Read about all this and a reflection on generosity in our December 2019 Newsletter.

And he is before all things, and in him all things hold together.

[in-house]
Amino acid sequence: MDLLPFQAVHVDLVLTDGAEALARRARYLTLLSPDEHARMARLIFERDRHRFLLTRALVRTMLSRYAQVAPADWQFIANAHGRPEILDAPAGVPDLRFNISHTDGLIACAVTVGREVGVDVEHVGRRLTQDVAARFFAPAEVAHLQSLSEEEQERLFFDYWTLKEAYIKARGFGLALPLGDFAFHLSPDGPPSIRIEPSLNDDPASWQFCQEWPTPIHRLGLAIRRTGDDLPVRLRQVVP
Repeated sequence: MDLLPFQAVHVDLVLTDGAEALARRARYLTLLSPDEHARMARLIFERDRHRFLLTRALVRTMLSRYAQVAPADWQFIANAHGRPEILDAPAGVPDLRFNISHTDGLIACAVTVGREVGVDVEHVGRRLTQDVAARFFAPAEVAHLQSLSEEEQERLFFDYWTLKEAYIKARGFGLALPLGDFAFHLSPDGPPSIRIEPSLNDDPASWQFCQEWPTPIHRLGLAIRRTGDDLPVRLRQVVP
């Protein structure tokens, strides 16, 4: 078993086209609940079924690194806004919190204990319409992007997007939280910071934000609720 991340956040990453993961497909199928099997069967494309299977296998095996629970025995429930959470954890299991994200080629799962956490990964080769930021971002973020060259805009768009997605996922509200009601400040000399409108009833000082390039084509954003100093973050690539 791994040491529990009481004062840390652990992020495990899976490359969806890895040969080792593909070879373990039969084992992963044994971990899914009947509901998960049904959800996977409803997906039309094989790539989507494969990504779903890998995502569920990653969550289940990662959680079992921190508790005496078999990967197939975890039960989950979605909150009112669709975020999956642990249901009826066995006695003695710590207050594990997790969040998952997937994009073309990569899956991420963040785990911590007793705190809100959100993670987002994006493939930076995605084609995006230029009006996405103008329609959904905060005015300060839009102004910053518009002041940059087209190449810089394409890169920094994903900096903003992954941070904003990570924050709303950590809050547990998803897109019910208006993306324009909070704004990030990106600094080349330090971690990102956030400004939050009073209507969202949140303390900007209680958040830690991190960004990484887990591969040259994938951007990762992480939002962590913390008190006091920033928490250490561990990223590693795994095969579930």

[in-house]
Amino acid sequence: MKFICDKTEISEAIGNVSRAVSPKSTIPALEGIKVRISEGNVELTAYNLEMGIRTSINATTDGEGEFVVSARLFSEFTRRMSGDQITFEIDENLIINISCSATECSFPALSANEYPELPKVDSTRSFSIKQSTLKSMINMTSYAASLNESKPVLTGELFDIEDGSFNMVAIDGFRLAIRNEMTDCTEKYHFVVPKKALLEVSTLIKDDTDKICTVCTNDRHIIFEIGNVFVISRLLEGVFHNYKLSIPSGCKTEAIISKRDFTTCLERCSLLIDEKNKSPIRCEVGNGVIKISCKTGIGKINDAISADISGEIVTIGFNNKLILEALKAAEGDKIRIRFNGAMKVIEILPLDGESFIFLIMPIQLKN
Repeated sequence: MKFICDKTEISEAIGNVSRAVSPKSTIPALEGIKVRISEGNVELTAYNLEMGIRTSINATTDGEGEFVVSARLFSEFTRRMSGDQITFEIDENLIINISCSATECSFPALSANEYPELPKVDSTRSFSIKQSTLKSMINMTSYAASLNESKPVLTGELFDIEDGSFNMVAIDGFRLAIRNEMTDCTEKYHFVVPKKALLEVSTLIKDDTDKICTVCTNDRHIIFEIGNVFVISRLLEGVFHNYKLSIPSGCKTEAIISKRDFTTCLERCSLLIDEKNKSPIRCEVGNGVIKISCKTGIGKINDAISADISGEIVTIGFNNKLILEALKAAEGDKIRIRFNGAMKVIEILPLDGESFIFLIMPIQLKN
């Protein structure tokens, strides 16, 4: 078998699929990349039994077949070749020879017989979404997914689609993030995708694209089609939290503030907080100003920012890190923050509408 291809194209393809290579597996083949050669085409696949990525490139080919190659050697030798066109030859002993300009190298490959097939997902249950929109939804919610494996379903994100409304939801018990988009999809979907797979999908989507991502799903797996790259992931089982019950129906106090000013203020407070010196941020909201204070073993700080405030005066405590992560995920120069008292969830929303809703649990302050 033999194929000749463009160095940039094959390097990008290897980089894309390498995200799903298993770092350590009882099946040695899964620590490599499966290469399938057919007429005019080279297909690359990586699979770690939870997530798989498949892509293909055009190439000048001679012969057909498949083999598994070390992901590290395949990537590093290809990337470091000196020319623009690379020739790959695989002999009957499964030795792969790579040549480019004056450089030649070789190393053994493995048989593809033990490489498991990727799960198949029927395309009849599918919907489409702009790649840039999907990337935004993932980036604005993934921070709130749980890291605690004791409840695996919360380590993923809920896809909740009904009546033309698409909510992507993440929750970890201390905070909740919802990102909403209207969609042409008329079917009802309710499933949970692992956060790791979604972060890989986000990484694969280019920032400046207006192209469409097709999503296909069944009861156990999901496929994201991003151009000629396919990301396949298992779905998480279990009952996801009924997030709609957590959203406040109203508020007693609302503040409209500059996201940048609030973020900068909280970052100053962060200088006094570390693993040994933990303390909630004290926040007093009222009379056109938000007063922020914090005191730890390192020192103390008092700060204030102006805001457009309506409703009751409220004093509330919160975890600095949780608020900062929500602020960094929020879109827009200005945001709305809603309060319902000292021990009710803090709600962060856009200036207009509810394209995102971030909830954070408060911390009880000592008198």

Wholeness, completeness – words that present a sense of the ideal, and concepts that are so hard to live on a day-to-day basis. As a Church dedicated to scripture, and considering that we classify the proclamation and teaching of God’s word as a sacrament. let’s take a moment to consider the Bible. I remember classes from grade school on up – and the oft repeated question – what is the Bible? The expected, technical answer, which most kids got wrong? The Bible is a Book of Books. A Book of Books? Makes it seem as if the Bible is a kind of library, and indeed it could be considered that. However, my classmates and I would invariably get the ‘answer’ wrong, blurting out – “It is a book.” But what if we were right? My classmates and I were right because perhaps, by the inspiration of the Holy Spirit, we were seeing the bigger picture, the completeness, the wholeness of scripture. All of scripture, from its inspired stories, histories, prophecies, and poetry in the Old Testament is one. It points invariably to the coming salvation found only in Jesus Christ. The Gospels give us Jesus in His complete revelation – the call to live life as He lived, the call to be a true sons and daughters of the Father as He is the Son of the Father. The invitation to accept Him as our Savior by confession of our sin and belief by faith. The remainder of the New Testament interprets the Gospel into keys for daily living within the wholeness of the Christian community. We dedicate the month of November to remembering our dearly departed. We have a lesson here. The wholeness and completeness of scripture is life’s model, who we are and where we are going. Life is not a series of separate stories and events, just a book of books, or unrelated chapters. Our life extends from birth to eternity. We are not just separate people and events. We live in a continuum that has, as its goal and end, life in the eternal wholeness and completeness of God Who holds all things together.